Many studies show that a diet with too much vegetable oil and an elevated level of omega-6 fatty acids increased your risk of heart disease, obesity, arthritis, inflammatory bowel, and cardiovascular disease.

Many issues stem from the polyunsaturated fatty acids found in most plant-based oils, which are also similar to hydrogenated vegetable shortening.

Vegetable oil is an unhealthy substitute for butter, and if consumed too much and too often it can cause very harmful problems down the line due to all of the omega-6 fats.

A list of common diseases caused by ingesting vegetable oil include:

  • Age-related macular degeneration

  • Higher rates of miscarriages

  • Increased DNA oxidation

  • Retinal pigment epithelial degeneration

  • Premature rupture of cell membranes

Now we get into the core of the negative effects when consuming vegetable oil. First is the quality and source.

2. Its Healthy Fats Are Toxic and Rancid

The quality of the mixed oils which make up the vegetable oil is full of toxins. From the multiple bleaching processes to the extreme heats exerted on the product, the finished product becomes mostly oxidized and rancid from all of the processing.

obesity and diabetes

When producing vegetable oil, it gets exposed to high pressures, chemical agents, light, and air. Which is what causes vegetable oils to go bad and develop free radicals.

These vegetable oils have a long history of promoting heart disease and cancerous results in clinical testings.

The chemicals used to produce vegetable oil have been shown to produce potential cancer-causing compounds in the body, and have also been linked to liver and kidney damage, heart disease, immune problems, infertility, and high levels of cholesterol.

The canola oil treatment process, which is also the base of all vegetable cooking oil and sprays as well, have had their beneficial fat compositions destroyed by all of the harsh chemicals, high levels of heat, and oxidation.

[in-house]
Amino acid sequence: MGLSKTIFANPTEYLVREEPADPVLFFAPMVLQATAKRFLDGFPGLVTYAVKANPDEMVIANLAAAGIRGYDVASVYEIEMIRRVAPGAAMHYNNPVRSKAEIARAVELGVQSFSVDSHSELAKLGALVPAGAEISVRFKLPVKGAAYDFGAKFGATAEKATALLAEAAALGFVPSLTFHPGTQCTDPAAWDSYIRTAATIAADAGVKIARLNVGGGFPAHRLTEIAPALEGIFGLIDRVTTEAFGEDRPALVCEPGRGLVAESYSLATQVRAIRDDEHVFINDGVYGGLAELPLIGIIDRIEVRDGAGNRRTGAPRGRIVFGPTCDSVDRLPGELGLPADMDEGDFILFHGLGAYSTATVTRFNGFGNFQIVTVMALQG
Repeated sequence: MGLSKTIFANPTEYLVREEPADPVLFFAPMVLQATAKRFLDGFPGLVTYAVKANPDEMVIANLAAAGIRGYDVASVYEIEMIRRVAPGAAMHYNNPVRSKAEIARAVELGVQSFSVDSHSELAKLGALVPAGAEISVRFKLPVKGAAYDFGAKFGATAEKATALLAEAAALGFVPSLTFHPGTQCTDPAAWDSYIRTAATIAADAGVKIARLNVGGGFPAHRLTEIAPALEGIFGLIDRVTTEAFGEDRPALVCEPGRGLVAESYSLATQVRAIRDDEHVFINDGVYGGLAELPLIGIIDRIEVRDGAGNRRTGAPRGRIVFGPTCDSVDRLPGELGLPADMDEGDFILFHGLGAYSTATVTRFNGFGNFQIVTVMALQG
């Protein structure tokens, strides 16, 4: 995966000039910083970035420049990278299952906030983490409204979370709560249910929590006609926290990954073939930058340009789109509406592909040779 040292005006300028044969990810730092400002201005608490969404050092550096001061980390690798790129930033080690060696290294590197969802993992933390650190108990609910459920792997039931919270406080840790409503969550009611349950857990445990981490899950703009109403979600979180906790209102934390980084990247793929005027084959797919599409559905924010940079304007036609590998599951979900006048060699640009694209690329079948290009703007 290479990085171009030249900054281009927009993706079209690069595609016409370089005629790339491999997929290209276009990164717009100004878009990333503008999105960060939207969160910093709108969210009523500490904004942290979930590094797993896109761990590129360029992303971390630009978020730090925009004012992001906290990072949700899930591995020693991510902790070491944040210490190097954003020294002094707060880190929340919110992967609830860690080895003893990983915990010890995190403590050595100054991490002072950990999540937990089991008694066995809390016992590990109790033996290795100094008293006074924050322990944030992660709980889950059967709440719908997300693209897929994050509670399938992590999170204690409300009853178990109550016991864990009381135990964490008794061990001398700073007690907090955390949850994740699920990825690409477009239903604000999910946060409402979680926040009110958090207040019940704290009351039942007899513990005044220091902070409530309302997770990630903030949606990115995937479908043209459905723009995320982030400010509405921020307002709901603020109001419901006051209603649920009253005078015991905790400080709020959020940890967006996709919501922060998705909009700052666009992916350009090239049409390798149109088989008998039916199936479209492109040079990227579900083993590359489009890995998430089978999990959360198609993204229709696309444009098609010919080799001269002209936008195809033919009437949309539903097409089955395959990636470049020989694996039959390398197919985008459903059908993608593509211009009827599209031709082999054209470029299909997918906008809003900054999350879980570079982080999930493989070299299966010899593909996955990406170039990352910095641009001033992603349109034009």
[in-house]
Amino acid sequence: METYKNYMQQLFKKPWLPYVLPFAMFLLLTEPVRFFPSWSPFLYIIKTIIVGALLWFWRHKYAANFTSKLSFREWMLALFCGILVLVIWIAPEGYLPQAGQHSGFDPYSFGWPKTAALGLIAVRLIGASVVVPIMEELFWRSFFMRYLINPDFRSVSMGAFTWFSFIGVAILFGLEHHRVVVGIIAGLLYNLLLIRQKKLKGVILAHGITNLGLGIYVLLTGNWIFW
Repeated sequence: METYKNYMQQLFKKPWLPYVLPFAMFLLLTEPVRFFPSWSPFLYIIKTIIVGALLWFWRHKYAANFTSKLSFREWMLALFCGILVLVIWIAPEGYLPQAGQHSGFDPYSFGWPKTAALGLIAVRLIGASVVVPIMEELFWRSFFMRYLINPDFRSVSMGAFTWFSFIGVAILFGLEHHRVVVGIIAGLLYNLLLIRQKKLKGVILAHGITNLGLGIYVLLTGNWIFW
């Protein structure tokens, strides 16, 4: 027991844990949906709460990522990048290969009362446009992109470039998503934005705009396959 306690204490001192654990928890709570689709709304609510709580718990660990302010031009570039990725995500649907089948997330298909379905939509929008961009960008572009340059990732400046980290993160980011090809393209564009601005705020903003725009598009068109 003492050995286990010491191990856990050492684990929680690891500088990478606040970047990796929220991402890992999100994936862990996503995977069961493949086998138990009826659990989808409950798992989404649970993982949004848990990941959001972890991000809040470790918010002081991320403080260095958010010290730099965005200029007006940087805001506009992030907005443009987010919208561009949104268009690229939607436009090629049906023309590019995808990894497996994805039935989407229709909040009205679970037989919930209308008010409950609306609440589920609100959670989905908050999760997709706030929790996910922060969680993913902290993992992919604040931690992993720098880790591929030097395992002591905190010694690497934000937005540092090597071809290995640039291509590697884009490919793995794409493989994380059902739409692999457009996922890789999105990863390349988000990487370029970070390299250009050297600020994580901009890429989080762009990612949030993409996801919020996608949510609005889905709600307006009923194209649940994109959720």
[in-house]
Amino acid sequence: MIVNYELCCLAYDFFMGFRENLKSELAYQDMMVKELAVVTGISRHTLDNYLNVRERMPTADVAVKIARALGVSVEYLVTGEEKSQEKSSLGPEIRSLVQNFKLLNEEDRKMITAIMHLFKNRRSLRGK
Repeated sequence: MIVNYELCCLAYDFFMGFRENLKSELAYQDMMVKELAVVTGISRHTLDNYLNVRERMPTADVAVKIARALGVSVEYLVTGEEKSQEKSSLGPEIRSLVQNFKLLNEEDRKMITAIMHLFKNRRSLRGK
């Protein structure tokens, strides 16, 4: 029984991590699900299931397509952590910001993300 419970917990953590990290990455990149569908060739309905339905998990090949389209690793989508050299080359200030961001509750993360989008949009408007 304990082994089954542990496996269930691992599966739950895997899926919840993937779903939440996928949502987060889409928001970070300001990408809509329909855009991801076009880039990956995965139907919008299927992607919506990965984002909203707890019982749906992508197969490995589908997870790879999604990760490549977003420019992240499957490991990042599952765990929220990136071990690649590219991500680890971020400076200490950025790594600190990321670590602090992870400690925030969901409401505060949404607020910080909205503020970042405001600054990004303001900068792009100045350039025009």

The biggest cause for concern with oxidated vegetable oil is that it rids your body of any antioxidants, these are used to neutralize oxidation that you get from eating and natural oxidative stress happening to your body over time.

Our body produces oxidative damage (metabolites) during our regular metabolic processes. Some metabolic processes include:

  • Repair and function of the brain and internal organs

  • Repair, maintenance, growth, and functioning of skeletal muscles

  • Joint and bone mass preservation

On top of that, in a reserved animal study, rats were fed a diet high in polyunsaturated and omega-6 fatty acids coming from vegetable oil.

Additionally, these harmful fats inhibited their ability to learn especially under conditions of stress, created toxic waste in the liver, compromised the integrity of the immune system, and depressed the mental and physical growth of infants.

cotton seed oil

The increased levels of erucic acid and uric acid in the bloodstream which causes abnormal fatty acid levels in the fatty liver tissues, this effect has been linked to mental decline and accelerate ageing.

Excess consumption of PUFAs is associated with an increased rate of cancer, liver complications, heart-related diseases, and weight gain.

3. Polyunsaturated Fats Oxidize Easily

What makes omega-6 fats oxidize easily is the number of double bond chains in its chemical makeup, the more double bonds the more sensitive the oil.

They have 2 or more carbon to carbon double bonds, these bonds deteriorate very easily when exposed to air, heat, and light. Saturated fats have 0 double bonds while all monounsaturated fats have at least 1.

The dangerous part of having a diet high in PUFAs is that they get stored in your cells for energy. The more your cells accumulate the more prone you’ll be to oxidative stressors.

Oxidative stress causes pre-mature ageing, neurological damage, increased stress, diabetes, inflammation, heart disease, arthritis, neurodegenerative diseases, and cancer.

4. Vegetable Oil Is High in Trans Fats

Vegetable oils are all high in trans fats, regardless of the nutrition label marker.